The 0-7 Bears have had a dubious start under new head coach Matt Rhule. Early season non-conference losses to Liberty, UTSA and Duke suggested Bear football the likes of which we hadn’t seen since Kevin Steele and Dirty Dave Roberts, but the Bears have slowly turned the corner from laughing stock to scrappers in the space of a few weeks.
The reasons for their terrible start were many: Art Briles leaving the program in smoldering ruin followed by a caretaking Jim Grobe power nap, the psychological weight of knowing you’re playing for a reviled institution built on lies and hypocrisy, a not insignificant number of players who were there for the Briles culture and not Baylor, injuries (83 missed starts in their first six games), perilous depth from a ruined 2016 recruiting class, an inability to find a QB (Anu Solomon was benched after two games for Zach Smith), truly woeful defense, and a new staff that has struggled to marry their philosophies to the Briles athlete.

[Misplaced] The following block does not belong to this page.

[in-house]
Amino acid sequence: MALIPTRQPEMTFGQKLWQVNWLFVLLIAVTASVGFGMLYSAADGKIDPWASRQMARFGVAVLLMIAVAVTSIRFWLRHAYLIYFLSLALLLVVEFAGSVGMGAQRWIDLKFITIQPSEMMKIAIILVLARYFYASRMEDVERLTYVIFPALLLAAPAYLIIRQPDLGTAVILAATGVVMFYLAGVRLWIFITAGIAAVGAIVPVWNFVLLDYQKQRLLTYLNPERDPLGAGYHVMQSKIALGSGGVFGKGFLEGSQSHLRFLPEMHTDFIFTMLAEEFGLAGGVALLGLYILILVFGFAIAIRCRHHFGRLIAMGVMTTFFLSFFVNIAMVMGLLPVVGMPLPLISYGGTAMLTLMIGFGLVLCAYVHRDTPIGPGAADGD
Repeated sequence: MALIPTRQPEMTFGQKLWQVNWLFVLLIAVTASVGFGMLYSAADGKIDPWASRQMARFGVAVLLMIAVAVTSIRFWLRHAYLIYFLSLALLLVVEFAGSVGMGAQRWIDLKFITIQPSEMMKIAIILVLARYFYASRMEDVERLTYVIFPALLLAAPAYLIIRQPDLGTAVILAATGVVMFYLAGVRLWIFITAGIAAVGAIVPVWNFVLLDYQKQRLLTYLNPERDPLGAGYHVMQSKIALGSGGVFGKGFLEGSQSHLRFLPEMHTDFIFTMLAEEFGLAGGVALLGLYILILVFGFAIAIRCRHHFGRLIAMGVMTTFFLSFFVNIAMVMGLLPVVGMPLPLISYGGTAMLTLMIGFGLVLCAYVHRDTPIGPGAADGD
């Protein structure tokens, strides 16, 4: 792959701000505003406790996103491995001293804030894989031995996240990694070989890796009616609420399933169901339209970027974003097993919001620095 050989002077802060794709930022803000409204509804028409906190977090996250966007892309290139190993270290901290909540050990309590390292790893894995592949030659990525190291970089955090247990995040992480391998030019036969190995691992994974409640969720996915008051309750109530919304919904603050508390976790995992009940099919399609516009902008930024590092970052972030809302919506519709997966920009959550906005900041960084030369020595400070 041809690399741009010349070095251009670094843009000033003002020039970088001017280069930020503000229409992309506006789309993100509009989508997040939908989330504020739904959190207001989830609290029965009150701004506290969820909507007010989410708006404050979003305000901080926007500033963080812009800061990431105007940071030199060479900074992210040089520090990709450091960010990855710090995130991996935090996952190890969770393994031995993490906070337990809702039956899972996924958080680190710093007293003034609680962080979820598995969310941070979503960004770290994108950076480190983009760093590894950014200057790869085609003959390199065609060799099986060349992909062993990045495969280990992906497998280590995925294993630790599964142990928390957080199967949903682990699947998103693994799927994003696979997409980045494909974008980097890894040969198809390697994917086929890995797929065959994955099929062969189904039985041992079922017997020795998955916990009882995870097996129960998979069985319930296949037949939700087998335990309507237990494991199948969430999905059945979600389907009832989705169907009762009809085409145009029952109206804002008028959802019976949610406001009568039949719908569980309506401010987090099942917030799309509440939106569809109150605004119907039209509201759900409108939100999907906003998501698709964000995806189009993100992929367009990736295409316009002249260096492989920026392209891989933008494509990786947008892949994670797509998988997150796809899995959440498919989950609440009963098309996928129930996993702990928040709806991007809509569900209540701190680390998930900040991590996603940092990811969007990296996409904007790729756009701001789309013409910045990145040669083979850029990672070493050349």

How then to explain Baylor’s surprising competitiveness in Big 12 play against the toughest part of their schedule? Besides the need to adjust to a new staff with a very different way of doing things, I think Rhule and his bunch realized pretty quickly that a number of starters who might have the best talent were the least coachable and least willing to sell out on Saturdays. Rhule’s Temple teams had a little NFL talent, but their willingness to play hard and smart typified their success. So the Bears that lost to Liberty won’t be the ones that face Texas.
Their season has been a constant shuffling of trying to find his guys that want to play ball. And they’ve finally hit on a few.